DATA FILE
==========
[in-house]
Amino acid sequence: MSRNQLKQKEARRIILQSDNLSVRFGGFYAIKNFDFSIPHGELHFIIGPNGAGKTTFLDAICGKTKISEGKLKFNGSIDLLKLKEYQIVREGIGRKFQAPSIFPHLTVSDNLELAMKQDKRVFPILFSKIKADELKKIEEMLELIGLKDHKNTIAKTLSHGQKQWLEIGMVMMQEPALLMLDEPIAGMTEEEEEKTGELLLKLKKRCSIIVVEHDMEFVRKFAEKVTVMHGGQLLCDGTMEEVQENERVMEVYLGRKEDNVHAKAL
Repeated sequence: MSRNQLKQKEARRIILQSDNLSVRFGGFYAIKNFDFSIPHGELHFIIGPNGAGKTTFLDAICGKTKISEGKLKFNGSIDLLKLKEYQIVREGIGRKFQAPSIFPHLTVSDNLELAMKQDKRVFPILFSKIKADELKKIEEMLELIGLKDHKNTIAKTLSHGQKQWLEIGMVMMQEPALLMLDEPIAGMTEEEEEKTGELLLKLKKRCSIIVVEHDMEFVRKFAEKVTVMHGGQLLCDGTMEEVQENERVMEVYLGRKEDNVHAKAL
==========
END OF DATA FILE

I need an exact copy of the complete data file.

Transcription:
[in-house]
Amino acid sequence: MSRNQLKQKEARRIILQSDNLSVRFGGFYAIKNFDFSIPHGELHFIIGPNGAGKTTFLDAICGKTKISEGKLKFNGSIDLLKLKEYQIVREGIGRKFQAPSIFPHLTVSDNLELAMKQDKRVFPILFSKIKADELKKIEEMLELIGLKDHKNTIAKTLSHGQKQWLEIGMVMMQEPALLMLDEPIAGMTEEEEEKTGELLLKLKKRCSIIVVEHDMEFVRKFAEKVTVMHGGQLLCDGTMEEVQENERVMEVYLGRKEDNVHAKAL
Repeated sequence: MSRNQLKQKEARRIILQSDNLSVRFGGFYAIKNFDFSIPHGELHFIIGPNGAGKTTFLDAICGKTKISEGKLKFNGSIDLLKLKEYQIVREGIGRKFQAPSIFPHLTVSDNLELAMKQDKRVFPILFSKIKADELKKIEEMLELIGLKDHKNTIAKTLSHGQKQWLEIGMVMMQEPALLMLDEPIAGMTEEEEEKTGELLLKLKKRCSIIVVEHDMEFVRKFAEKVTVMHGGQLLCDGTMEEVQENERVMEVYLGRKEDNVHAKAL